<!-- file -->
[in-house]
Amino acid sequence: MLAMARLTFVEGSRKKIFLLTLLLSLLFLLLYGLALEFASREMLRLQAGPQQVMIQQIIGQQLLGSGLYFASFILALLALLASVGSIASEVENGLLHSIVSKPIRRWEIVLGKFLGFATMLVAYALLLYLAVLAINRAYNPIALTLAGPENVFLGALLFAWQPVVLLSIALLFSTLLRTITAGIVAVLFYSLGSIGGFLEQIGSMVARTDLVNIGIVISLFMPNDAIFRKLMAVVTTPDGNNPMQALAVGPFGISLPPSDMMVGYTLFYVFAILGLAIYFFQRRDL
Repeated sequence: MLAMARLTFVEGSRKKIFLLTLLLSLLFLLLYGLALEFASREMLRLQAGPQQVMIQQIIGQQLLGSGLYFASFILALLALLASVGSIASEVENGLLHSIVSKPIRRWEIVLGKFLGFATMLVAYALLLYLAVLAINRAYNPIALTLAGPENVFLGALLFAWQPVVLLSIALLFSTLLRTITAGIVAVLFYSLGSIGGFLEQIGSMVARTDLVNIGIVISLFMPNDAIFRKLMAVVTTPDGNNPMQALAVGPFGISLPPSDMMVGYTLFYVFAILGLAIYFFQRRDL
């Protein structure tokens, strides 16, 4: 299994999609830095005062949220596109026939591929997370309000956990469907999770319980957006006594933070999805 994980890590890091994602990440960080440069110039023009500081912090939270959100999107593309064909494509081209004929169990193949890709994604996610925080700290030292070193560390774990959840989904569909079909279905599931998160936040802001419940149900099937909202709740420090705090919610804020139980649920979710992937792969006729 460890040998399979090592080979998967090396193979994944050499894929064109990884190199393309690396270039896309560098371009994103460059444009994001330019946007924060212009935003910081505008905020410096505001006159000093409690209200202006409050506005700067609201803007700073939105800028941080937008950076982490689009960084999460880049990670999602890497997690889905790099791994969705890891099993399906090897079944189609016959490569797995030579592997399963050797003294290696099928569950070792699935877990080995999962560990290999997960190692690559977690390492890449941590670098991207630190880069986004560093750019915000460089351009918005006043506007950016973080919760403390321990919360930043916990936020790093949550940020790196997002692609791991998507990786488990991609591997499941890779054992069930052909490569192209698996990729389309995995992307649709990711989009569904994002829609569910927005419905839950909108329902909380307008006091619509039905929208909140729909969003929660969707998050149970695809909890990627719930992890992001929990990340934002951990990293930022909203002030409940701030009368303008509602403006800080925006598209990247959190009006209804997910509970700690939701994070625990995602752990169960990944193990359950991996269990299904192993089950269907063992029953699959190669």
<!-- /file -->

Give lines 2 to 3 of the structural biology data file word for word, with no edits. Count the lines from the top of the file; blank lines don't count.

Amino acid sequence: MLAMARLTFVEGSRKKIFLLTLLLSLLFLLLYGLALEFASREMLRLQAGPQQVMIQQIIGQQLLGSGLYFASFILALLALLASVGSIASEVENGLLHSIVSKPIRRWEIVLGKFLGFATMLVAYALLLYLAVLAINRAYNPIALTLAGPENVFLGALLFAWQPVVLLSIALLFSTLLRTITAGIVAVLFYSLGSIGGFLEQIGSMVARTDLVNIGIVISLFMPNDAIFRKLMAVVTTPDGNNPMQALAVGPFGISLPPSDMMVGYTLFYVFAILGLAIYFFQRRDL
Repeated sequence: MLAMARLTFVEGSRKKIFLLTLLLSLLFLLLYGLALEFASREMLRLQAGPQQVMIQQIIGQQLLGSGLYFASFILALLALLASVGSIASEVENGLLHSIVSKPIRRWEIVLGKFLGFATMLVAYALLLYLAVLAINRAYNPIALTLAGPENVFLGALLFAWQPVVLLSIALLFSTLLRTITAGIVAVLFYSLGSIGGFLEQIGSMVARTDLVNIGIVISLFMPNDAIFRKLMAVVTTPDGNNPMQALAVGPFGISLPPSDMMVGYTLFYVFAILGLAIYFFQRRDL